Samsung CEO is the $20 billion dollar man

Kwon Oh-Hyun of Samsung may not yet be a household name outside his native South Korea, but he is this year’s most successful brand building CEO in the BrandFinance® Global 500.

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Table 1: Global brand value Hall of Fame (US$ billions)

"It's now widely accepted that the CEO is the ultimate custodian of brand and reputation" says David Haigh, CEO, Brand Finance

London, UK (PRWEB UK) 27 February 2013

Kwon Oh-Hyun of Samsung may not yet be a household name outside his native South Korea, but he is this year’s most successful brand building CEO in the BrandFinance® Global 500.

He has presided over the massive strengthening of the Samsung brand (now valued at US$58.7 billion) by a combination of advertising and marketing investment coupled with R&D and new products that added US$20bn to the brand in the last year, a 54 per cent increase.

In comparison, Tim Cook at Apple (US$87.3 billion) has presided over a 24 per cent increase in brand value, achieved despite the roller coaster ride the US electronics giant has had within highly competitive global consumer markets.

In contrast, several boardroom titans have presided over significant declines in brand value of over the last 12 months.

Commenting on the mixed fortunes of some of the world’s most valuable brands, David Haigh, CEO of brand valuation and marketing experts Brand Finance, says: “It is now widely accepted that the CEO is the ultimate custodian of brand and reputation. CEOs are increasingly focussing on ways of building brand strength and value.”

Click here for the full results of the BrandFinance® Global 500

ENDS

Note to Editors

The full results of the BrandFinance® Global 500 and further analysis are published in the latest edition of World Trademark Review and on our website.

The methodology used in compiling the Global 500 uses a discounted cash flow (DCF) technique to discount estimated future royalties at an appropriate discount rate and to arrive at a new present value (NPV) of the trademark and associated intellectual property rights in order to compute brand value.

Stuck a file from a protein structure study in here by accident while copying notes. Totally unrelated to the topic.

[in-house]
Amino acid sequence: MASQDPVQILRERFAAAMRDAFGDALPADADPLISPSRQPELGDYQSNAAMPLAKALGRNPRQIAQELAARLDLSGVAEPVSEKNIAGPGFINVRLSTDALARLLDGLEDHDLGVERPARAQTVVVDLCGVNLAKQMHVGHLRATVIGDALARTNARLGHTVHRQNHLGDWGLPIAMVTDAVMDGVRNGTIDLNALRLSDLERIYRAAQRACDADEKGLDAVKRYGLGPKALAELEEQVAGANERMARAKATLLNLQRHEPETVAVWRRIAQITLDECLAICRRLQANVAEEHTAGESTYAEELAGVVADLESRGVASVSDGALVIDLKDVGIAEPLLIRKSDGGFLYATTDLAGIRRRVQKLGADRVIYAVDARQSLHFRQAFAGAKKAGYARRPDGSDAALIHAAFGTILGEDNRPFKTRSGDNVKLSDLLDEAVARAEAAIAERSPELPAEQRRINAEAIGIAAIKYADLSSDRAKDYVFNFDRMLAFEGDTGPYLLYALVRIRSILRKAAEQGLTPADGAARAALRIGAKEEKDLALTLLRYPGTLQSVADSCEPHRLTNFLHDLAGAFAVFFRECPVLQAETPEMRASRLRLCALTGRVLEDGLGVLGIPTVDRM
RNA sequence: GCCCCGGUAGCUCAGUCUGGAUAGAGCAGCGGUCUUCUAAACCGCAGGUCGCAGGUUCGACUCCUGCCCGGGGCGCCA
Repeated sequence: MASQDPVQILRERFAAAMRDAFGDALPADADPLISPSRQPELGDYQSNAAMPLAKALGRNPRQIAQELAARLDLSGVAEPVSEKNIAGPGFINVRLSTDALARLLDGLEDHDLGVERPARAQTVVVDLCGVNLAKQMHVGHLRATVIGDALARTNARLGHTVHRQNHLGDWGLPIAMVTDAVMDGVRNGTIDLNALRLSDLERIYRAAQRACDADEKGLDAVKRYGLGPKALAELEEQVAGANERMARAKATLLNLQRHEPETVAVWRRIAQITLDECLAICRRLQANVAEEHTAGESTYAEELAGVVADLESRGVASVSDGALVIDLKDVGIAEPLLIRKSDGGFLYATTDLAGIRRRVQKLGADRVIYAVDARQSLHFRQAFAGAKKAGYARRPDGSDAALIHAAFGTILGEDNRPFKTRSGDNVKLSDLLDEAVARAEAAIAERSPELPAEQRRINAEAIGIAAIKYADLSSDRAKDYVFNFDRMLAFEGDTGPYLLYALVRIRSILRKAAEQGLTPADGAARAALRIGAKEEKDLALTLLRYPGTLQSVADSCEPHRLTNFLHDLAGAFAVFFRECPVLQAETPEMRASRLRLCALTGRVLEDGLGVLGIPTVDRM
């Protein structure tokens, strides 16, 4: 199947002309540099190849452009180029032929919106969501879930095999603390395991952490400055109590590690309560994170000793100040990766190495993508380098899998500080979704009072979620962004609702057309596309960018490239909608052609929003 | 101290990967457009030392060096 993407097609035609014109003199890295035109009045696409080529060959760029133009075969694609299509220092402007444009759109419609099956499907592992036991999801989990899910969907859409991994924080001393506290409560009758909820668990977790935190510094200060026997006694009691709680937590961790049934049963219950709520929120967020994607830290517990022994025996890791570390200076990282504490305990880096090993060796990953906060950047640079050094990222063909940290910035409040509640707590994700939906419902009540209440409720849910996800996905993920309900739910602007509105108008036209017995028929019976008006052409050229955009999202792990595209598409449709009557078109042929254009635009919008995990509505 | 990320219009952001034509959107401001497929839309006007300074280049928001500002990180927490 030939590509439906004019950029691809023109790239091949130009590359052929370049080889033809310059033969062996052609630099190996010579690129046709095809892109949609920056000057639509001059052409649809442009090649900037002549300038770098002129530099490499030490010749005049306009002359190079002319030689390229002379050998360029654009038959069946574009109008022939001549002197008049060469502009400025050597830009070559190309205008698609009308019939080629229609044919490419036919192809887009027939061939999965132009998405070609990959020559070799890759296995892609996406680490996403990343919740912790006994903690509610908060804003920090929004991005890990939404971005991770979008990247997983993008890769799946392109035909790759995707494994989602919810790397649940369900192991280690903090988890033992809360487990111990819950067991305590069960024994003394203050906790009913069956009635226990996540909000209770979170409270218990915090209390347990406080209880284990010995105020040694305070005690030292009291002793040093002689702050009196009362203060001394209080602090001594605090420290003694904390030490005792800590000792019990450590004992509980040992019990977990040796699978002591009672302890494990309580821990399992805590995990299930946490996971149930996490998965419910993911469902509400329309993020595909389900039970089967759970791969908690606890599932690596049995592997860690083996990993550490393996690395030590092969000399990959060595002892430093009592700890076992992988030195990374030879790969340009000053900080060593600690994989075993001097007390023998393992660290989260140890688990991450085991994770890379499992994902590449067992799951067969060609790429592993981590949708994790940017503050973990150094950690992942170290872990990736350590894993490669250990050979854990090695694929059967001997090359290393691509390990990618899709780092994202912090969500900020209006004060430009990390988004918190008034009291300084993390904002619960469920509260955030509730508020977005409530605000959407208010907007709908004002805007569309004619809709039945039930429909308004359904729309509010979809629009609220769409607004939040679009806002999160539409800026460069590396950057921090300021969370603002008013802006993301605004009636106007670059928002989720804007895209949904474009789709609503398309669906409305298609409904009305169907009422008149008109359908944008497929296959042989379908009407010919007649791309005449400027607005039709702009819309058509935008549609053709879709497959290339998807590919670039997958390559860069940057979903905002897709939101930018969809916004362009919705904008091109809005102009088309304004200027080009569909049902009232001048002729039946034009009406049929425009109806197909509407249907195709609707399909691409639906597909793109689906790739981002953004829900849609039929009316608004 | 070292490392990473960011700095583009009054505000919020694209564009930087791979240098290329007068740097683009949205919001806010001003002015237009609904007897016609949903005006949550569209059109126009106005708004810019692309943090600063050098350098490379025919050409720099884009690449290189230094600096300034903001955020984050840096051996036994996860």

Royalty Relief Approach
The royalty relief methodology determines the value of the brand in relation to the royalty rate that would be payable for its use if it were owned by a third party. The royalty rate is applied to future revenue to determine an earnings stream that is attributable to the brand. The brand earnings stream is then discounted back to a net present value.

There is a six-step process involved in making the brand value calculations:
1.    Obtain specific financial and revenue data.
2.    Model the market to identify market demand and the position of individual brands in the context of all other market competitors. There are three forecast periods used:

  •     historical financial results up to 2012. Where these are not available using Institutional Brokers Esti-mate System (IBES), consensus forecasts are used;
  •     a five-year forecast period (2012-2016), based on three data sources (IBES, historic growth and GDP growth); and
  •     perpetuity growth, based on a combination of growth expectations (GDP and IBES).
3.    Calculate the royalty rate for each brand by:
  •     calculating brand strength – on a scale of 0-100, according to the number of attributes such as financial, brand equity, market share and profitability, among others;
  •     using brand strength to determine βrandβeta® index score; and
  •     applying Brand Strength Score to the royalty rate range to determine the royalty rate for the brand. The royalty rate is determined by a combination of the sector of operations, historic royalties paid in that sector and profitability of the company.
4.    Calculate the future post-tax royalty income stream.
5.    Calculate the discount rate specific to each brand, taking account of its size, geographical presence, reputation, gearing and brand rating.
6.    Discount future royalty stream (explicit forecast and perpetuity periods) to a net present value – ie. the brand value

Brand Ratings
These are calculated using Brand Strength analysis, which benchmarks the strength, risk and future potential of a brand relative to its competitors on a scale ranging from AAA to D. It is conceptually similar to a credit rating. The data used to calculate the ratings is taken from a variety of sources including Bloomberg, annual reports and proprietary research by Brand Finance. Note: The AAA to A ratings can be altered by including a plus (+) or minus (-) sign to show their more detailed positioning.

Valuation Date
All brand values in the Global 500 are for the end of the year, 31 December 2012.

Robert Haigh
Communications Manager
Brand Finance plc
Tel: +44 (0)207 389 9400
Mobile: +44 (0)776 2211 267
Email: r.haigh(at)brandfinance.com


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